Silicon Valley Bank branches closed down by regulator with FDIC named receiver


Silicon Valley Bank has been closed by the California Department of Financial Protection and Innovation, and the Federal Deposit Insurance Corporation (FDIC) has been appointed receiver, becoming the first FDIC-backed institution to fail this year.

The news comes amid a crisis at parent SVB Financial Group
which lost a record 60% of its value on Thursday, after it disclosed large losses from securities sales and announced a dilutive stock offering along with a profit warning. The stock was halted premarket Friday amid reports the company was seeking a buyer.

The FDIC, which insures deposits of up to $250,000 at eligible banks, said all insured depositors will have full access to their accounts no later than Monday morning. Uninsured depositors will get a receivership certificate and may be entitled to dividends once the FDIC sells the bank’s assets.

The bank had 13 branches in California and Massachusetts and will reopen on Monday. As of Dec. 31, it had about $209 billion in total assets, and about $175.4 billion in deposits.

That makes it the biggest bank failure since Washington Mutual Inc. was brought down during the financial crisis of 2008.

See now: 10 banks that may face trouble in the wake of the SVB Financial Group debacle

“At the time of closing, the amount of deposits in excess of the insurance limits was undetermined,” said the FDIC. “The amount of uninsured deposits will be determined once the FDIC obtains additional information from the bank and customers.”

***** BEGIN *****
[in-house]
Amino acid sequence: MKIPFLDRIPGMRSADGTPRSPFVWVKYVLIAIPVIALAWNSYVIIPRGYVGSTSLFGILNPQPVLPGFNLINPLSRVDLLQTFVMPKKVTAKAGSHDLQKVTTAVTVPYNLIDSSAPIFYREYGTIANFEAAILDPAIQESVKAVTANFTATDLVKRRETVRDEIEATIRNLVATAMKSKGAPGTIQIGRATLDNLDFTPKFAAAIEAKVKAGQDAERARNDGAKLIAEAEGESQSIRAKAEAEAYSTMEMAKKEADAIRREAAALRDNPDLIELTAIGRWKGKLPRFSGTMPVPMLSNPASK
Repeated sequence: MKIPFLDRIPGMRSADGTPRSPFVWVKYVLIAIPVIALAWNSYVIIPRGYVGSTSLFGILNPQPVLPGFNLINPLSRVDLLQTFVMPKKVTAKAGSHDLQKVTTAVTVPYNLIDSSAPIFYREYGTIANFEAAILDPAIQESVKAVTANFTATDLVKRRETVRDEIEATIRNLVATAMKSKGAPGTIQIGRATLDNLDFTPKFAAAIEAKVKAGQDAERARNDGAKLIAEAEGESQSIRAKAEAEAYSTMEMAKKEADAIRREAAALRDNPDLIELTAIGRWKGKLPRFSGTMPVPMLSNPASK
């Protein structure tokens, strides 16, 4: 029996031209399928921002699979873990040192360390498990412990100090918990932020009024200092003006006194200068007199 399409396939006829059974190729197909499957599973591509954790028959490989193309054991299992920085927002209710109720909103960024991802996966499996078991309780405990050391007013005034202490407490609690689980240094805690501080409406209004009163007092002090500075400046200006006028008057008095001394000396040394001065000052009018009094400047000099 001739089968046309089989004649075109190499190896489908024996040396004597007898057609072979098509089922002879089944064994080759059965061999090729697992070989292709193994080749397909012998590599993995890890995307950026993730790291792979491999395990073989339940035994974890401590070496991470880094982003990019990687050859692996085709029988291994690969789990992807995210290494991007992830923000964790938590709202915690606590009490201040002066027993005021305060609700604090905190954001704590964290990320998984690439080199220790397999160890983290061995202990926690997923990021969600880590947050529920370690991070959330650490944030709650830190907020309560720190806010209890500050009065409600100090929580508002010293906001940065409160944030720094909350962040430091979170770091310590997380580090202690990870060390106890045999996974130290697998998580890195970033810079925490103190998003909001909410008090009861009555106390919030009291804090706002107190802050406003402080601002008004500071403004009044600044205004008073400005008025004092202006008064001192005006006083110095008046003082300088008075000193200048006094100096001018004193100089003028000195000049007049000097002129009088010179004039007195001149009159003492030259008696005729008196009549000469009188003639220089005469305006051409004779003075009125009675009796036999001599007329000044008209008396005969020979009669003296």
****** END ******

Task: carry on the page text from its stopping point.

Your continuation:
Read: Treasury monitoring a few banks ‘very carefully’ amid Silicon Valley Bank’s woes, Yellen says

Related: Silicon Valley Bank collapse a cautionary tale, says New Constructs

Customers with more than $250,000 in their accounts should contact the FDIC at 1-866-799-0959.

The last FDIC-backed bank to close was Almena State Bank, Almena, Kansas, back in October of 2020, said the FDIC.

The bank’s collapse has come swiftly just days after the parent announced a huge loss on bondholdings after it was caught out by interest rate increases. Some venture-capital firms reportedly told their startup clients to pull their money from the bank, triggering a classic run on the bank.

On Friday, employees were told to “work from home today and until further notice,” the Wall Street Journal reported, citing an email it had obtained.




Related articles

ChatGPT app downloads are slowing down, BofA finds

Sam Altman, CEO of OpenAIWin Mcnamee | Getty...

Missing Texas Teen Found Alive!

1A miracle occurred two days ago. A missing...

GM second-quarter sales increase 18.8% as supply chain stabilizes

2024 Chevrolet Silverado HD ZR2GMDETROIT – General Motors'...

How A.I. took center stage in the Hollywood writers’ strike

After failing to reach a contract resolution with...


Please enter your comment!
Please enter your name here